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A Local Literary Treasure: Nokesville – The Way it Was

A Local Literary Treasure: Nokesville – The Way it Was

Nokesville Way it Was


By Katherine Gotthardt

Ninety-four-year-old Nokesville resident J. Robert Beahm and author or Nokesville – The Way it Was did the difficult: preserved Nokesville’s history. How?

“My family has been here a long time,” he said. “Most information comes from word of mouth. There was very little written information about Nokesville. But my Dad was a walking encyclopedia, and I have a good memory.”

Besides gleaning facts from his father and his own life, Beahm found clues to the past when he discovered an 1800’s trunk belonging to his grandfather who had saved church and personal documents.

Beahm recalled, “I remember when Aden Road was nothing but a school, two churches and a store.” In his Nokesville book, Beahm describes the general store, a two story building dating back to the early 1800’s, east of the railroad on the south side of Fitzwater Drive. “If (the building) could talk, that in itself would fill a history book,” Beahm writes.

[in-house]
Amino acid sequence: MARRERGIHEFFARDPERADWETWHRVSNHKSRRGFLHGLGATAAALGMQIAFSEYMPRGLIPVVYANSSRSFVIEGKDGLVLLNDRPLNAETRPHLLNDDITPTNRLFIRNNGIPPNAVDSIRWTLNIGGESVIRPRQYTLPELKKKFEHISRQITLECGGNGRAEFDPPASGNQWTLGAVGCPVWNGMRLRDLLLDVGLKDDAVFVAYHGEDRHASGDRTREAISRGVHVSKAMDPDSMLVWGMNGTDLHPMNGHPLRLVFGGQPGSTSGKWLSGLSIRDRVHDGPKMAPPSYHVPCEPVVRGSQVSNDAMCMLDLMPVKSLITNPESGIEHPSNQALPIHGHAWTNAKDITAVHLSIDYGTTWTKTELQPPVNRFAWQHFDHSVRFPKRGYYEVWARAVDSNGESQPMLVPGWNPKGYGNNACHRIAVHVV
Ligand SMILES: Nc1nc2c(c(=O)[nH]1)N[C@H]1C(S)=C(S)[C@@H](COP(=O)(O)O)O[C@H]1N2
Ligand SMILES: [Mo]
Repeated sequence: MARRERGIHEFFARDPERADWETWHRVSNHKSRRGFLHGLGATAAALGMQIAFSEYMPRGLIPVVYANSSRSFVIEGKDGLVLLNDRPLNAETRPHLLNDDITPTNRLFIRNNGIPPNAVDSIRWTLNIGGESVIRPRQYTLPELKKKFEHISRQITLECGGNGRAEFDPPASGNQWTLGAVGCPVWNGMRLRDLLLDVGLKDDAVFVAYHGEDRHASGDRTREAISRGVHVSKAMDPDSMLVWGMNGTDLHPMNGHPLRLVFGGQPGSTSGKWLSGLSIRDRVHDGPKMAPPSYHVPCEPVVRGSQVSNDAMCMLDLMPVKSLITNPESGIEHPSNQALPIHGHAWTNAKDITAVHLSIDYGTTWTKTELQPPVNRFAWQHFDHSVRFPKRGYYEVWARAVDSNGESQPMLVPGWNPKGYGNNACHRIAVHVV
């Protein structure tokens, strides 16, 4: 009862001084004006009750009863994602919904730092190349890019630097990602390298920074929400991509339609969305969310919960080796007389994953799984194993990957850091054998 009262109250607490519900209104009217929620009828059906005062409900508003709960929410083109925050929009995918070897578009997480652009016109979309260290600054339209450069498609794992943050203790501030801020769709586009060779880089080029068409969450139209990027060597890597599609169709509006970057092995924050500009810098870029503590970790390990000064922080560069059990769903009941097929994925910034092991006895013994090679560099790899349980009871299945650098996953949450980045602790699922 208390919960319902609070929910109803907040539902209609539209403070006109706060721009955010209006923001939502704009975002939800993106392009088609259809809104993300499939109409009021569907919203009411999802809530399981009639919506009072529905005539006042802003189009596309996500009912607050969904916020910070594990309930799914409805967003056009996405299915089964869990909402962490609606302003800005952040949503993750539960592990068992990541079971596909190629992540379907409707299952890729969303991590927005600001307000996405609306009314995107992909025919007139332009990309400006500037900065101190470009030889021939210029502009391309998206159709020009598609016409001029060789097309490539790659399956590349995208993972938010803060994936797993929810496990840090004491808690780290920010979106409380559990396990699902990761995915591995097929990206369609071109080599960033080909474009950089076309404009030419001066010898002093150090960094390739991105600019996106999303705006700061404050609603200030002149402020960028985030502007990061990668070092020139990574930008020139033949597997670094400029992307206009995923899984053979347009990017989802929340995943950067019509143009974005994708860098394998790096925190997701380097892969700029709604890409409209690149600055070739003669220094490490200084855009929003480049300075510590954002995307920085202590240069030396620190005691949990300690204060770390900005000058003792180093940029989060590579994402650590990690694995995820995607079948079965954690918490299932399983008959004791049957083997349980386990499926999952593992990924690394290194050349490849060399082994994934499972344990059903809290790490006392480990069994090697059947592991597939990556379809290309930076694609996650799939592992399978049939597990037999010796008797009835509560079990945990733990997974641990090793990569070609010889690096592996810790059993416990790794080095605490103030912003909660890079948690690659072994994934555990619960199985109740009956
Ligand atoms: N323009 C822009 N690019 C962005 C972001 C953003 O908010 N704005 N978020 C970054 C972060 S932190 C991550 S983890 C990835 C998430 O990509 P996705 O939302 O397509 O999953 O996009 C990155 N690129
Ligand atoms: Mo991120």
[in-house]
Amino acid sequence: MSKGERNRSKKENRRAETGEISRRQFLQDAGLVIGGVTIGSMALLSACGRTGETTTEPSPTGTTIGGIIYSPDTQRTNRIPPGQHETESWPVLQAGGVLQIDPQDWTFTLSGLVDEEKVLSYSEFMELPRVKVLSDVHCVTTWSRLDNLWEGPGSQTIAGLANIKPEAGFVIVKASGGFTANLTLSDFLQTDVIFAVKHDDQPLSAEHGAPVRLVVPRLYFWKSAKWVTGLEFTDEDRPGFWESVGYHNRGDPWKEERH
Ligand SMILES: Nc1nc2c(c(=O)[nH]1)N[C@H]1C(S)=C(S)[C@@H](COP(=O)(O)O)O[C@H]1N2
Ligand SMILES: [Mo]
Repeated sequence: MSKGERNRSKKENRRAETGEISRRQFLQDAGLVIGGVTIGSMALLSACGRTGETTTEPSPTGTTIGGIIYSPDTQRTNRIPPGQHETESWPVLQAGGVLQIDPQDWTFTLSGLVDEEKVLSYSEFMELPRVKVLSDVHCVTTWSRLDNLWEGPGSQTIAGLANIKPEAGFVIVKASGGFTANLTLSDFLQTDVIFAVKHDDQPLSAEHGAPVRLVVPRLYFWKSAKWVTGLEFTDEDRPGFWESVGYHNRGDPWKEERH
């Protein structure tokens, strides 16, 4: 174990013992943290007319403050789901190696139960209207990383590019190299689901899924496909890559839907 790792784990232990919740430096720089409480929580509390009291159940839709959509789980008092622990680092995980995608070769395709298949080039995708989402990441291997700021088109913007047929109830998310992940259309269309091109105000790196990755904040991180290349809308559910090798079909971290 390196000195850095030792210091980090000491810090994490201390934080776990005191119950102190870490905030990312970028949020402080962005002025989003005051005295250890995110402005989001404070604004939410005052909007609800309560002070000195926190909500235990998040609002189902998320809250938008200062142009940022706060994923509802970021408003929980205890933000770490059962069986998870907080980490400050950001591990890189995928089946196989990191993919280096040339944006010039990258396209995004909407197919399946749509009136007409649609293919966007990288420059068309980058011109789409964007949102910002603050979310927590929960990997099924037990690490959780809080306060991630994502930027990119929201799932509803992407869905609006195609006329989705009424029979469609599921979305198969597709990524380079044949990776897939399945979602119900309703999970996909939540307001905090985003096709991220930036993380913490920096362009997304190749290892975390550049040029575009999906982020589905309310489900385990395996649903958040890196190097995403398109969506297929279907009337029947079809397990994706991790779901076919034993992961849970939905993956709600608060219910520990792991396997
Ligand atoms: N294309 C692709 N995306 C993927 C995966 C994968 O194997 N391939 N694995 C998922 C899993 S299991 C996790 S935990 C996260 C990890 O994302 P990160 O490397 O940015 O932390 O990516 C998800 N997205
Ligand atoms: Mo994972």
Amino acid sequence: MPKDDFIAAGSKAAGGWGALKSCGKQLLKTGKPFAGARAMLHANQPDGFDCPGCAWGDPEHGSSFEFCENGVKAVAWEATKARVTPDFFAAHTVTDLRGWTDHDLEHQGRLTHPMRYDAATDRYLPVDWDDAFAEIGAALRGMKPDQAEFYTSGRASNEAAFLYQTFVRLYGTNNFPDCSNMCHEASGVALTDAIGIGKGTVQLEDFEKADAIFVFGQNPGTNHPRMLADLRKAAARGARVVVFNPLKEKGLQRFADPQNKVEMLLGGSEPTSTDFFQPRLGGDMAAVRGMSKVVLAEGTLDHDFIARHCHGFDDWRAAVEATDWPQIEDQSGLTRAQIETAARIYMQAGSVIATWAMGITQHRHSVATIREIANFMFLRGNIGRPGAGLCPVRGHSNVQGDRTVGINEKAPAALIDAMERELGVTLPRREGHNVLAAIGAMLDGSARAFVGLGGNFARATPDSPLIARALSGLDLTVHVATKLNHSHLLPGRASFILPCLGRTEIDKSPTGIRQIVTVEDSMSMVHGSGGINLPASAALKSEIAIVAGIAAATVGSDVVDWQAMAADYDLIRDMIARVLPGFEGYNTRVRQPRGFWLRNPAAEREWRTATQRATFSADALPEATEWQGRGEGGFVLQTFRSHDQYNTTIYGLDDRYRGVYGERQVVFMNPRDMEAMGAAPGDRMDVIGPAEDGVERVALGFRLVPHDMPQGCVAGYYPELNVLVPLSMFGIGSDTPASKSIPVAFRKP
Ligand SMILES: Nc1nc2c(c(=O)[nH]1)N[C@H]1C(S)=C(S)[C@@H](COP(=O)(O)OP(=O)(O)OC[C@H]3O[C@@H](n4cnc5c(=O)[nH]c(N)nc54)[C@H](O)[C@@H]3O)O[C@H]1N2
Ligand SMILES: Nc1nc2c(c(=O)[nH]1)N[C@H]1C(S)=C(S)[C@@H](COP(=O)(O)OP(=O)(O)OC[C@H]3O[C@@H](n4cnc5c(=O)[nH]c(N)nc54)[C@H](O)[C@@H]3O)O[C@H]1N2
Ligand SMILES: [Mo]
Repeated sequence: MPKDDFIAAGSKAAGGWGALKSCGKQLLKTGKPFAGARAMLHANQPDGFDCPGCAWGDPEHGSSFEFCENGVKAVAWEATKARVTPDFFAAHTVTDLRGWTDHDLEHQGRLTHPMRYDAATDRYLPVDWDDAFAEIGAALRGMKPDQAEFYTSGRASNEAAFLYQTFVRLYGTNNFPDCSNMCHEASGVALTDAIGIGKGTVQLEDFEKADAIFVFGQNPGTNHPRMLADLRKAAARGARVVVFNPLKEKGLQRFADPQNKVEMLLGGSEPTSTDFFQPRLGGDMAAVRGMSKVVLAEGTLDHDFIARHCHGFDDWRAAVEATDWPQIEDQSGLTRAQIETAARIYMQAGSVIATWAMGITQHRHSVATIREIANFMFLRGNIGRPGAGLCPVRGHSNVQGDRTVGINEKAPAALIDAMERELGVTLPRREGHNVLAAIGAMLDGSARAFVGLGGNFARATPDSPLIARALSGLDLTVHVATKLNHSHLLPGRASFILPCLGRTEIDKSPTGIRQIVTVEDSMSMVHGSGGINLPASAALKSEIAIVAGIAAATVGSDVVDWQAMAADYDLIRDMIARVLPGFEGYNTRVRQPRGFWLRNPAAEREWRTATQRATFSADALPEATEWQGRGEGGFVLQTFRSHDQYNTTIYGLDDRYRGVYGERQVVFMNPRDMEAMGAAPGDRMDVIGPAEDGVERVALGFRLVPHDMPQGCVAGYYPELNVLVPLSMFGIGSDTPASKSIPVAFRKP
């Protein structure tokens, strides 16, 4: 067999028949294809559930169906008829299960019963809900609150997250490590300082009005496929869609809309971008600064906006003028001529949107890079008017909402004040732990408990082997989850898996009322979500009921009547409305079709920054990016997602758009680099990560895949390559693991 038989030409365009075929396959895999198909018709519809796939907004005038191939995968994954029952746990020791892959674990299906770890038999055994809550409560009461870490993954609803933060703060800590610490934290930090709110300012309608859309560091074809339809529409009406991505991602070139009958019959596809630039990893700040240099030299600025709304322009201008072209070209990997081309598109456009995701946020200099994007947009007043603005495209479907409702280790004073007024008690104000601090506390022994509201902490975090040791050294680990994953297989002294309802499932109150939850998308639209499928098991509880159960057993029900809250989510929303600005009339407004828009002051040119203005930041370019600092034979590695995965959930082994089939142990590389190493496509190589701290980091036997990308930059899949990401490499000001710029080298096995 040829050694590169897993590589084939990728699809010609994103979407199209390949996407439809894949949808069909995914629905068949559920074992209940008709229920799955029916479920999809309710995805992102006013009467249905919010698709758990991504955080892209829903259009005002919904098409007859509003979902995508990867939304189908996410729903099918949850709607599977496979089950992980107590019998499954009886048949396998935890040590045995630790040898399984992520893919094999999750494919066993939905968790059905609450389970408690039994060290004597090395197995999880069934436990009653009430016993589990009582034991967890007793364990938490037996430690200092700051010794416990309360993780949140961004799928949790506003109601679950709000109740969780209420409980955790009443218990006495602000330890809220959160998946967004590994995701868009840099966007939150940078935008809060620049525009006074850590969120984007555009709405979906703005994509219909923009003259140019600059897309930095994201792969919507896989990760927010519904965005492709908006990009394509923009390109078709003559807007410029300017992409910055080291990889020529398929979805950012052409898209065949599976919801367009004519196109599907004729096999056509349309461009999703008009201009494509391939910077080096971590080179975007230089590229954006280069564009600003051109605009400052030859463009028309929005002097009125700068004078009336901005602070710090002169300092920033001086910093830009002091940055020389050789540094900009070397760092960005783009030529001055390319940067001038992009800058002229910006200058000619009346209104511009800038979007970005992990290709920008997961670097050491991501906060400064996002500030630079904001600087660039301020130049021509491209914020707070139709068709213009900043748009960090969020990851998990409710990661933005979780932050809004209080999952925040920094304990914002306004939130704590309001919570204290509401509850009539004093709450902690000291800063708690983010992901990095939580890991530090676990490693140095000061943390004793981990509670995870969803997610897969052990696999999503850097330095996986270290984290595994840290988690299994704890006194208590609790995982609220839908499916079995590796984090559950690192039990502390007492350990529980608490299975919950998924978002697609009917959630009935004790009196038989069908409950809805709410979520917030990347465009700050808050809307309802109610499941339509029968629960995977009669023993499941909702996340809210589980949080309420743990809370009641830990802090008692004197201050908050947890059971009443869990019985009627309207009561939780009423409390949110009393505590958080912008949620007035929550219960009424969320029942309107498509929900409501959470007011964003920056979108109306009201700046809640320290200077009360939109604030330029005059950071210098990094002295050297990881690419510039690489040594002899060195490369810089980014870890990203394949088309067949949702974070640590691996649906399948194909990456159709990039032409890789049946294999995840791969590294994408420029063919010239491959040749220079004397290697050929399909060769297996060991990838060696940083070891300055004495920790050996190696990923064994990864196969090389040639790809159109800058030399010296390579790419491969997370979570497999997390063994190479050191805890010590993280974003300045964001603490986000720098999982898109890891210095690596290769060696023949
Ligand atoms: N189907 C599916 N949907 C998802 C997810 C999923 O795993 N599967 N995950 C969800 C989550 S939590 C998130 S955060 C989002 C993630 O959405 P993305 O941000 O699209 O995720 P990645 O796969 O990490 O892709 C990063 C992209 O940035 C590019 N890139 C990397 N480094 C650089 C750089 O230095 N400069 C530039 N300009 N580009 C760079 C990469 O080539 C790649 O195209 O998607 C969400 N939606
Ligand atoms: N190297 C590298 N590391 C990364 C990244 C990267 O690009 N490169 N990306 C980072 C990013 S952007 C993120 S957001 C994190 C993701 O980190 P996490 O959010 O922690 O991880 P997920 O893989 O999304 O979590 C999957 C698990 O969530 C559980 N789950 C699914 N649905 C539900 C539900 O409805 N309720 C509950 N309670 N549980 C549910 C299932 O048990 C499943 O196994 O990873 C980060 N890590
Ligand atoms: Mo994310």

Beahm also covered Valley Meetinghouse, Hebron Seminary and Mount Zion Lutheran Church, among other sites. Most of the original buildings have been renovated or torn down, but Beahm salvaged them at least in photographs and anecdotes.

“When I was growing up, there was only one school. In first grade, my oldest sister was my teacher. She was the only teacher I ever got a whipping from.”

He and his friends were told not to play in the mud. The next day, they forgot her warning, took off their shoes and frolicked. Beahm said, “We were a mess! But she spent the rest of her life apologizing for the whipping.”

Bristow Road’s Braid Run Stream flows upstream to Kettle Run. In the 1920’s, the streams provided a play area where, after school, Beahm and his friends could get as muddy as they pleased. “The streams were part of my life when I was growing up,” he said.

As an adult, Beahm studied law, served in WWII and worked for the FBI. However, he came back to Nokesville to work as a rural letter carrier for most of his life.

Though he doesn’t consider himself a writer, Beahm has been prolific. Not only did he write Nokesville – The Way it Was, he authored History of the Nokesville Church of the Brethren, 1883-1950. In 1991 Beahm produced “Poems with a Down-Home Touch,” a spiral bound collection of works dating back to 1970.

Regarding the poems, Beahm said, “Occasionally, someone at church will ask for a copy, and that always makes me feel good.”

His Shakespearian sonnet “Starlings” won him 1st place in a contest. “I know I’m not a good poet, but it went to my head,” he chuckled.

Nokesville—The Way it Was is available at the Nokesville Neighborhood Library.

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